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Ok here are the programs I came up with.

// Hello World! Program
#include <iostream>
using namespace std;

int main ()
   cout << "Hello World!";
   return 0;

// Number Regurgitation Program!

#include <iostream>
using namespace std;

int main ()
   int i;
   cout << "Please enter a number: ";
   cin >> i;
   cout << "The number you entered is " << i;
   return 0;

I've gone through the C++ tutorials and even did a Google search and I'm afraid I can't figure out how to make the random number generator.

Hi, Tristen.

OK, the first two programs are exactly what I was looking for.  Well done.  One thing I will suggest: it's good practice to end your output lines with newline characters.  It isn't required, and, on some occasions, isn't even desirable, but mostly, it's a good idea to add a newline character at the end.  This can be accomplished in two ways with cout.  One is simply with the '\n' newline character itself, the other is with the endl tag.  Here are samples of each:

   cout << "Hello World!\n";
   cout << "Hello World!" << endl;

OK, as for the random number generator, it is a bit trickier than the other two programs.  It uses the same input and output logic as the other two programs, but I've added a new function into the mix, the rand() function.  Here again is the program definition:

Program 3 - Random numbers
  Write a program which asks the user for two numbers: one low number and one high number.  Then, generate a random number between those two numbers (including both as the extreme values).  Print the randomly generated number to the screen.  Output should be something like:

  Please enter a low number: 5
  Please enter a high number: 10
  Your random number is: 6

  Functions you will need to use:
      - cout
      - cin
      - rand
  Bonus points for:
      - srand
      - time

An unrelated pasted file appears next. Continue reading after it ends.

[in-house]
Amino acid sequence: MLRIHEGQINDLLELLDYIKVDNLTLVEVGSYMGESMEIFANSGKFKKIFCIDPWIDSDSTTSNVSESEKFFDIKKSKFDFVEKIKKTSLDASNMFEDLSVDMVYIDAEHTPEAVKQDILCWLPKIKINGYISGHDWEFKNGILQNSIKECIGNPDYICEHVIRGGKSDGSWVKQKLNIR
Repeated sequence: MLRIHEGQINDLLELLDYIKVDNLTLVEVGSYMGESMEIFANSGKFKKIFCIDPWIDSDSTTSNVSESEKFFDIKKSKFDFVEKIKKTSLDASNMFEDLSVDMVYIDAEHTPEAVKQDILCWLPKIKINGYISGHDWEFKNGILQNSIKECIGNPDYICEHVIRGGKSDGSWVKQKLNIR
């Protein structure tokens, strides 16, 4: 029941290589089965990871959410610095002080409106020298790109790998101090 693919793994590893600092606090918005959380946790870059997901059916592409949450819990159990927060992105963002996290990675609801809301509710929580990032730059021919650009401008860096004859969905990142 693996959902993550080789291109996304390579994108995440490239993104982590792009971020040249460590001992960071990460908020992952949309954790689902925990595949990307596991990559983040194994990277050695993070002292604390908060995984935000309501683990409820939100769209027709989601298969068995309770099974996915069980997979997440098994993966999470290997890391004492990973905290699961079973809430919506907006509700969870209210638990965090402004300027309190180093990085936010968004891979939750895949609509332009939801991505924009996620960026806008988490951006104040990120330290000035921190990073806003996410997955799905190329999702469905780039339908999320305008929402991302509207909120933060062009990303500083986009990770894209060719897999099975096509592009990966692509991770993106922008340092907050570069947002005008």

So, again, cout and cin are there.  The rand function is the new addition.  If you look up the reference on the rand function, you'll see that it is a simple function that takes no parameters and returns an integer between 0 and RAND_MAX.  You don't have to worry about what RAND_MAX is defined as, just understand that all numbers generated by the rand function will be in that range.  So, the following code will generate and store a number between 0 and RAND_MAX:

   int randInt = rand();

Now, if you make a program that generated 10 random numbers and prints them to the console, you will notice that it always generates the same 10 random numbers.  Not very random, eh?  The problem, of course, is that computers simply are not and cannot be random.  So, the "random" number generator is really an algorithm that generates a "pseudo random" number.  The thing is, since it's an algorithm, it always returns the same values.  Not very fun.  This is where the srand function comes into play.

The srand function seeds the random number generator, which means that it initializes the random number generator with a seed, or starting point.  The srand function takes in an integer, which it passes to the random number generator to use in the random number generation process.  So the trick, then, is to seed the random number generator with a different number every time you start your application.  This means that we need some method of generating a new number every time our application is run.  You could do something like start at 0, and increment the value every time you run your application, but this means that you will have to store your current seed to disk so that it may be accessed the next time you run your application.  A much simpler and very widely used method is to use the current time as the seed value.  This is where the time function comes into play.